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Open Access Highly Accessed Research article

An extensive (co-)expression analysis tool for the cytochrome P450 superfamily in Arabidopsis thaliana

Jürgen Ehlting1, Vincent Sauveplane1, Alexandre Olry1, Jean-François Ginglinger1, Nicholas J Provart2 and Danièle Werck-Reichhart1*

Author Affiliations

1 Institute of Plant Molecular Biology, Centre National de la Recherche Scientifique UPR 2357, Université Louis Pasteur, 28 rue Goethe, 67000 Strasbourg, France

2 Department of Cell and Systems Biology, University of Toronto, 25 Willcocks Street, Toronto, ON M5S 3B2, Canada

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BMC Plant Biology 2008, 8:47  doi:10.1186/1471-2229-8-47

Published: 23 April 2008

Abstract

Background

Sequencing of the first plant genomes has revealed that cytochromes P450 have evolved to become the largest family of enzymes in secondary metabolism. The proportion of P450 enzymes with characterized biochemical function(s) is however very small. If P450 diversification mirrors evolution of chemical diversity, this points to an unexpectedly poor understanding of plant metabolism. We assumed that extensive analysis of gene expression might guide towards the function of P450 enzymes, and highlight overlooked aspects of plant metabolism.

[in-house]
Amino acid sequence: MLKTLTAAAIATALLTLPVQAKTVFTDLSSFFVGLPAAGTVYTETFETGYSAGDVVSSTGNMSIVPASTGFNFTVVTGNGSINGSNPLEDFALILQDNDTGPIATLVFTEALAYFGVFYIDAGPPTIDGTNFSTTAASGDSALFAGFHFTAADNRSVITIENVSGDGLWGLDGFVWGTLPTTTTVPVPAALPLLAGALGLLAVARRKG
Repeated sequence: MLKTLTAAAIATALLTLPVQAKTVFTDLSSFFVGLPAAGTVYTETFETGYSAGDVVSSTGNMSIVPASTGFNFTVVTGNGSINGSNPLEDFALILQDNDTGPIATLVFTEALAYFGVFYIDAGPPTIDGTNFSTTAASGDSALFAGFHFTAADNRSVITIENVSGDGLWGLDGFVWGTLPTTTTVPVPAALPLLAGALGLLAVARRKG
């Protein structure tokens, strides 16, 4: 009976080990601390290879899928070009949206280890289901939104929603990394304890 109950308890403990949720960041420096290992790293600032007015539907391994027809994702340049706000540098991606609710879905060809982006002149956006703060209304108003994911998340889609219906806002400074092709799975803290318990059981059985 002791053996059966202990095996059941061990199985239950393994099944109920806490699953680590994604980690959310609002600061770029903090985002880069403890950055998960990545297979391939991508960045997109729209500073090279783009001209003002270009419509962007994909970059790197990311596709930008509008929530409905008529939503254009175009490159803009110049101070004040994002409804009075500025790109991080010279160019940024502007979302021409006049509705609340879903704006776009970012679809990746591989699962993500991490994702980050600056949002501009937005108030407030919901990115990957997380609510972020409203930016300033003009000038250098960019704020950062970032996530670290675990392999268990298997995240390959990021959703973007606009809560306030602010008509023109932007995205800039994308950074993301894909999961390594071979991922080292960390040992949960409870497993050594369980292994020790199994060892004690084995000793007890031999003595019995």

Results

We have created a comprehensive database, 'CYPedia', describing P450 gene expression in four data sets: organs and tissues, stress response, hormone response, and mutants of Arabidopsis thaliana, based on public Affymetrix ATH1 microarray expression data. P450 expression was then combined with the expression of 4,130 re-annotated genes, predicted to act in plant metabolism, for co-expression analyses. Based on the annotation of co-expressed genes from diverse pathway annotation databases, co-expressed pathways were identified. Predictions were validated for most P450s with known functions. As examples, co-expression results for P450s related to plastidial functions/photosynthesis, and to phenylpropanoid, triterpenoid and jasmonate metabolism are highlighted here.

Conclusion

The large scale hypothesis generation tools presented here provide leads to new pathways, unexpected functions, and regulatory networks for many P450s in plant metabolism. These can now be exploited by the community to validate the proposed functions experimentally using reverse genetics, biochemistry, and metabolic profiling.